Bede and Joan also helped organise the East Jindabyne monument, and Nene Prendergast OAM is here and she was one of the organisers, which was dedicated in 1991 to commemorate the raising of the Australian flag at Kokoda on 2nd November 1942 by Private Merv Shea of Yass who was in the 3rd Battalion AMF. They also raised money and organised plaques for the Kokoda Memorial Walkway near Concord Hospital. Bede and Joan supported widows of Battalion members when they had problems in getting pensions.

Bede helped reform the 3rd Battalion, Werriwa Regiment as a CMF unit. He served from 1948 until 1957. He was very amused by the fact that the Duke of Edinburgh couldn’t get his tongue around ‘Werriwa Regiment’. He couldn’t say ‘Werriwa’.

He was elected President of the 3rd Battalion AMF Association in 1953 and held that until his death. He was also elected President of the Oaks Estate Progress Association in 1953 and fulfilled the roll until 1972. Kerb and guttering, bitumen roads the community hall, sewerage were all achieved during his time.

In 1956 he became a Lay Reader in this Church. He built the Lych Gate and that is why we are here today, apart from him being a Lay Reader, he wanted to be taken out through that Lych Gate. After severe illness over 1956 to 1959 he became a Building Inspector in Canberra.

He visited Papua New Guinea 9 times, returning to Kokoda eight of those times.

For some years he was a volunteer at the Australian War Memorial at Wreath Laying ceremonies and School visits.

He has been presented to the Prince of Wales, the Duke of Edinburgh and twice to the Queen.

He was proud to be recognised with the award of the Medal of the Order of Australia in the Queen’s Birthday Honours List last year and to have it presented by the Governor General, Sir Peter Cosgrove.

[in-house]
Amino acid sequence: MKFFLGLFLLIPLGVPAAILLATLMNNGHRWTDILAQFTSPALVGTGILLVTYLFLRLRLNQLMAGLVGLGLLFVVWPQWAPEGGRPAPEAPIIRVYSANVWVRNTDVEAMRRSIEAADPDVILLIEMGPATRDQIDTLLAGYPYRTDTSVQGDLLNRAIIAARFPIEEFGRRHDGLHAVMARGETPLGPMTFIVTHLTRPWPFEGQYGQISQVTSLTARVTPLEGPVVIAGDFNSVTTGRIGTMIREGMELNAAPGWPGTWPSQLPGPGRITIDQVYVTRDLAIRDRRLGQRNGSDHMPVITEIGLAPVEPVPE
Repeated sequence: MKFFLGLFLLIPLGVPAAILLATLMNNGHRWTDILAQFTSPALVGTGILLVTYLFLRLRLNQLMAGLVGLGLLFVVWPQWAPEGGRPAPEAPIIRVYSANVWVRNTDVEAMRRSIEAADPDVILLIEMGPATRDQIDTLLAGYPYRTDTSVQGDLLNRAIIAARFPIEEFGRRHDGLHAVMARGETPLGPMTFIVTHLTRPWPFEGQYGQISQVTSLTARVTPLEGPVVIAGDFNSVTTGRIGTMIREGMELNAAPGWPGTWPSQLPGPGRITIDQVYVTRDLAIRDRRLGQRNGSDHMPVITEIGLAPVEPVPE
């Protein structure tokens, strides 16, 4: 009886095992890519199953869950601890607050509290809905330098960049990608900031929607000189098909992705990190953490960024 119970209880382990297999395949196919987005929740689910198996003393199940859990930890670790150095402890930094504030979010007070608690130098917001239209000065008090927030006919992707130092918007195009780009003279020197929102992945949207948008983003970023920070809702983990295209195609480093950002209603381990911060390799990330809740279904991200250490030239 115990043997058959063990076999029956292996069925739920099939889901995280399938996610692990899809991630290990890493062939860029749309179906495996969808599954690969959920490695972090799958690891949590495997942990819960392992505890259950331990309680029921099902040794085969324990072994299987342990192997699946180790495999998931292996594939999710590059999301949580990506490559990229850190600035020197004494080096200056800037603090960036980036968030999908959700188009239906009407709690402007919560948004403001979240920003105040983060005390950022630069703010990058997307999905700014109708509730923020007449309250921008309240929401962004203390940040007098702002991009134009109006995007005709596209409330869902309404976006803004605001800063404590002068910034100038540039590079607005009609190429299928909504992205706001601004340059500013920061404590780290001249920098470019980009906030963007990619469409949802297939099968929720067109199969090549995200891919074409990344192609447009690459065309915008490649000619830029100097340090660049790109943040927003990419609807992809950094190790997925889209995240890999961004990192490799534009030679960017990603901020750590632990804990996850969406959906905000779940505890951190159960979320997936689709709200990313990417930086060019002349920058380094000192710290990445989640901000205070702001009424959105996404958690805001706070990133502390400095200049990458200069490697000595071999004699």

There are many ways to look at a man and on the Isuarava monument on the Kokoda Track, there are four pillars dedicated to COURAGE, ENDURANCE, SACRIFICE and MATESHIP. Bede exemplified all these characteristics.

It goes without saying that he had courage – you only have to read the Citation for his Military Medal, he silenced a machine gun and he was known for taking patrols behind enemy lines. [His endurance was amazing during and after the war.] Like many others, his sacrifice included leaving his wife-to-be, the woman he loved, in 1942 for what was to become the Kokoda Campaign. After that, on leave in September 1944 Bede and Joan were married on Saturday 16th and went to Sydney for their honeymoon. Four days later, Bede went out to Joan, who was waiting in the taxi that had bought them from the Hotel Sydney [to Marrickville Depot,] and said ‘I’ll be a little while, I’ll see you later.’ Later was January 1946.

Sacrifice for Bede and Joan continued in various forms for many years after the war, all the while serving their Country.

Bede’s mateship was on display as Platoon Commander of 10 Platoon, B Company, on the Kokoda Track. He looked after the men he was responsible for including risking his life to silence a machine gun to ensure other lives were not lost. After the war it was Reserve Forces mateship and 3rd Battalion Association mateship that kept on going.

I was going to be a bit facetious and say this is the only eulogy that should have footnotes and references to the internet so you can go and read some of the things there, but I won’t say that but you might have got the message.

There are a number of condolence messages and I would like to read some of those, parts of them.

“A great man was your dad. And a great soldier, humanist, poet and keeper of the stories of our tribe and so much more.”

I wanted to quote these because of the words [being] used: ‘soldier’ – we knew about that, ‘humanist’ and ‘poet’ ‘keeper of the stories of our tribe’.

“Every minute spent in Bede’s company was a privilege I’ll never forget. Bede gave the big vision of life in war and peace and in particular of life on the track. Bede had his unique way of combining nuances of humanity with humour and Australianness which through his amazing memory and contextualisation of events became profound. On every occasion that I had the pleasure of Bede’s company he invariably conducted himself with grace, kindness and that egalitarian, [meritocratic,] unpretentious all-Australian way of approaching life and his responsibility as a keeper of the flame.”